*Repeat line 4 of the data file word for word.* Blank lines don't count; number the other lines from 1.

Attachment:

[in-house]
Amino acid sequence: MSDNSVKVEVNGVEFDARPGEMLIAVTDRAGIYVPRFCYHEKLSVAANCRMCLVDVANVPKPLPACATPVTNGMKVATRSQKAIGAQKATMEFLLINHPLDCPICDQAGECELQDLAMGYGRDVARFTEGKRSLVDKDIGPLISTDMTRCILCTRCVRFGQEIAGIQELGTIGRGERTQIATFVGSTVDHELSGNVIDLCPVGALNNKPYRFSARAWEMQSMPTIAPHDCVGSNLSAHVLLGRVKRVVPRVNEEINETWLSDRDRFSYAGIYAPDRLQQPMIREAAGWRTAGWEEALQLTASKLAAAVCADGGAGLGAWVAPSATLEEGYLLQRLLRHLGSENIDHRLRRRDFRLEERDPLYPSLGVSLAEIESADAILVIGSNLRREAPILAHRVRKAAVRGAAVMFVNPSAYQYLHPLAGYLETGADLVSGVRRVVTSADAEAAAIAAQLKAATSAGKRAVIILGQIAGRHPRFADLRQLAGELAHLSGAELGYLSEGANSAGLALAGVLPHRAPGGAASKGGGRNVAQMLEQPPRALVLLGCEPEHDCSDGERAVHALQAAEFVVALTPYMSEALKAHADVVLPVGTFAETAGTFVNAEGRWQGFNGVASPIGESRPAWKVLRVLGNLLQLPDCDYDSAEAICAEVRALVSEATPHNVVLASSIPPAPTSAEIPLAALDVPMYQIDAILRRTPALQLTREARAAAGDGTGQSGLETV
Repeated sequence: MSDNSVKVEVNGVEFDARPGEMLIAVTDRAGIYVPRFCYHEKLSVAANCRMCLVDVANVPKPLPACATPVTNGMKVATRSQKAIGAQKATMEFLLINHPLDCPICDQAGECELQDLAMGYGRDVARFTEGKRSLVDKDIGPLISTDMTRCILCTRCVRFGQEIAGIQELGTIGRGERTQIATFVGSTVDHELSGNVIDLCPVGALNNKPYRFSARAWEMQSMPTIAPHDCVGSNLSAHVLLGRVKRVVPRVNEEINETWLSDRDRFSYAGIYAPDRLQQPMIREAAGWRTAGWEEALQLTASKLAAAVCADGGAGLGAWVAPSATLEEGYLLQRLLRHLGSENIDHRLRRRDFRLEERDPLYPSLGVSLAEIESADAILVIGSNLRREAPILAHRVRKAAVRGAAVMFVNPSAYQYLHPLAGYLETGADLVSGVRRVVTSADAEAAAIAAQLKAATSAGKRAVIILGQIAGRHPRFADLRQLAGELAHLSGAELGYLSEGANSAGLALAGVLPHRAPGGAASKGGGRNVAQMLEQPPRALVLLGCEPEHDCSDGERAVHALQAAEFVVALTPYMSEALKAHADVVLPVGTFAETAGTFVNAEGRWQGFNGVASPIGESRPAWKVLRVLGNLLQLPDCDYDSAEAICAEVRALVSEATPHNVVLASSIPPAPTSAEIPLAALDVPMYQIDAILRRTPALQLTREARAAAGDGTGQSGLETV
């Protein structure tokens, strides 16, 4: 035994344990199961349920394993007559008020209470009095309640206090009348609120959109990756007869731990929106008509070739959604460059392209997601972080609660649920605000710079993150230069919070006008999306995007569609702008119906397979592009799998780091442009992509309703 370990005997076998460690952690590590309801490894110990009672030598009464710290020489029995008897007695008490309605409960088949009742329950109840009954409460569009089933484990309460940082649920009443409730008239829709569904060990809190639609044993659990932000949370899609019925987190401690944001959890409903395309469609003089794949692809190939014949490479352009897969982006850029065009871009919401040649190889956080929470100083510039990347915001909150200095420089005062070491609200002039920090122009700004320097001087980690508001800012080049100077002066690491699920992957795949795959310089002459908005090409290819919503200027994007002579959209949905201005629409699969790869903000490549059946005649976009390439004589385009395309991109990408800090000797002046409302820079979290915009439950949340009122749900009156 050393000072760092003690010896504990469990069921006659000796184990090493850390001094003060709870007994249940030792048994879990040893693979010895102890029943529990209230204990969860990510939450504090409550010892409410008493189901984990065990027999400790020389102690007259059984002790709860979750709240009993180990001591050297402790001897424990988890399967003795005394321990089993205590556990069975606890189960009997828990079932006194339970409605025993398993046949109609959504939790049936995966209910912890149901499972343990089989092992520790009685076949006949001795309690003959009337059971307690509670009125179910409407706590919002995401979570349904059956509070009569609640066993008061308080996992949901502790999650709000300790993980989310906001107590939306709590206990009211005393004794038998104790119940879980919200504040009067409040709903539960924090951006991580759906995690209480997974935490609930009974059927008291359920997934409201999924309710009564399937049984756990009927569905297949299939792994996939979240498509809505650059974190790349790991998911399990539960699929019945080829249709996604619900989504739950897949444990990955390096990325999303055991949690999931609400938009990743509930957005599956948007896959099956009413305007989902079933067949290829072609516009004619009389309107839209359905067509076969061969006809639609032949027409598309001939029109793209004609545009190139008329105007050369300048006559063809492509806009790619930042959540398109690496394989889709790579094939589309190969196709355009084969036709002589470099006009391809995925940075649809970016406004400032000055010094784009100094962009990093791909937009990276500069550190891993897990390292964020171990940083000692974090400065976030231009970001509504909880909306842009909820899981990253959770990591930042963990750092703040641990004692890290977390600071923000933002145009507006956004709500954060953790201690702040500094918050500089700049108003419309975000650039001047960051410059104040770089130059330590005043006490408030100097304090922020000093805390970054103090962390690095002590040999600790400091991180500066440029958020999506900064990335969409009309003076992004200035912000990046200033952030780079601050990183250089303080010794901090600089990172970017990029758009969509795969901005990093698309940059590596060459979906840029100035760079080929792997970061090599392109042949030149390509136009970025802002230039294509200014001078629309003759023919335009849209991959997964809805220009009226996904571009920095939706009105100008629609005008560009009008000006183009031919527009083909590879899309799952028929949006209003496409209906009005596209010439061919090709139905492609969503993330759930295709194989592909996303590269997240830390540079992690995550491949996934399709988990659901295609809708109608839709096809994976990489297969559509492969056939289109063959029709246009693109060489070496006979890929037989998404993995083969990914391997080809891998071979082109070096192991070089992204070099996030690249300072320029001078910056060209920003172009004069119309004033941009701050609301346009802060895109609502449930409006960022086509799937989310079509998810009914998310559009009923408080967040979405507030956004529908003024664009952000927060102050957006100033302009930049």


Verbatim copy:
């Protein structure tokens, strides 16, 4: 035994344990199961349920394993007559008020209470009095309640206090009348609120959109990756007869731990929106008509070739959604460059392209997601972080609660649920605000710079993150230069919070006008999306995007569609702008119906397979592009799998780091442009992509309703 370990005997076998460690952690590590309801490894110990009672030598009464710290020489029995008897007695008490309605409960088949009742329950109840009954409460569009089933484990309460940082649920009443409730008239829709569904060990809190639609044993659990932000949370899609019925987190401690944001959890409903395309469609003089794949692809190939014949490479352009897969982006850029065009871009919401040649190889956080929470100083510039990347915001909150200095420089005062070491609200002039920090122009700004320097001087980690508001800012080049100077002066690491699920992957795949795959310089002459908005090409290819919503200027994007002579959209949905201005629409699969790869903000490549059946005649976009390439004589385009395309991109990408800090000797002046409302820079979290915009439950949340009122749900009156 050393000072760092003690010896504990469990069921006659000796184990090493850390001094003060709870007994249940030792048994879990040893693979010895102890029943529990209230204990969860990510939450504090409550010892409410008493189901984990065990027999400790020389102690007259059984002790709860979750709240009993180990001591050297402790001897424990988890399967003795005394321990089993205590556990069975606890189960009997828990079932006194339970409605025993398993046949109609959504939790049936995966209910912890149901499972343990089989092992520790009685076949006949001795309690003959009337059971307690509670009125179910409407706590919002995401979570349904059956509070009569609640066993008061308080996992949901502790999650709000300790993980989310906001107590939306709590206990009211005393004794038998104790119940879980919200504040009067409040709903539960924090951006991580759906995690209480997974935490609930009974059927008291359920997934409201999924309710009564399937049984756990009927569905297949299939792994996939979240498509809505650059974190790349790991998911399990539960699929019945080829249709996604619900989504739950897949444990990955390096990325999303055991949690999931609400938009990743509930957005599956948007896959099956009413305007989902079933067949290829072609516009004619009389309107839209359905067509076969061969006809639609032949027409598309001939029109793209004609545009190139008329105007050369300048006559063809492509806009790619930042959540398109690496394989889709790579094939589309190969196709355009084969036709002589470099006009391809995925940075649809970016406004400032000055010094784009100094962009990093791909937009990276500069550190891993897990390292964020171990940083000692974090400065976030231009970001509504909880909306842009909820899981990253959770990591930042963990750092703040641990004692890290977390600071923000933002145009507006956004709500954060953790201690702040500094918050500089700049108003419309975000650039001047960051410059104040770089130059330590005043006490408030100097304090922020000093805390970054103090962390690095002590040999600790400091991180500066440029958020999506900064990335969409009309003076992004200035912000990046200033952030780079601050990183250089303080010794901090600089990172970017990029758009969509795969901005990093698309940059590596060459979906840029100035760079080929792997970061090599392109042949030149390509136009970025802002230039294509200014001078629309003759023919335009849209991959997964809805220009009226996904571009920095939706009105100008629609005008560009009008000006183009031919527009083909590879899309799952028929949006209003496409209906009005596209010439061919090709139905492609969503993330759930295709194989592909996303590269997240830390540079992690995550491949996934399709988990659901295609809708109608839709096809994976990489297969559509492969056939289109063959029709246009693109060489070496006979890929037989998404993995083969990914391997080809891998071979082109070096192991070089992204070099996030690249300072320029001078910056060209920003172009004069119309004033941009701050609301346009802060895109609502449930409006960022086509799937989310079509998810009914998310559009009923408080967040979405507030956004529908003024664009952000927060102050957006100033302009930049």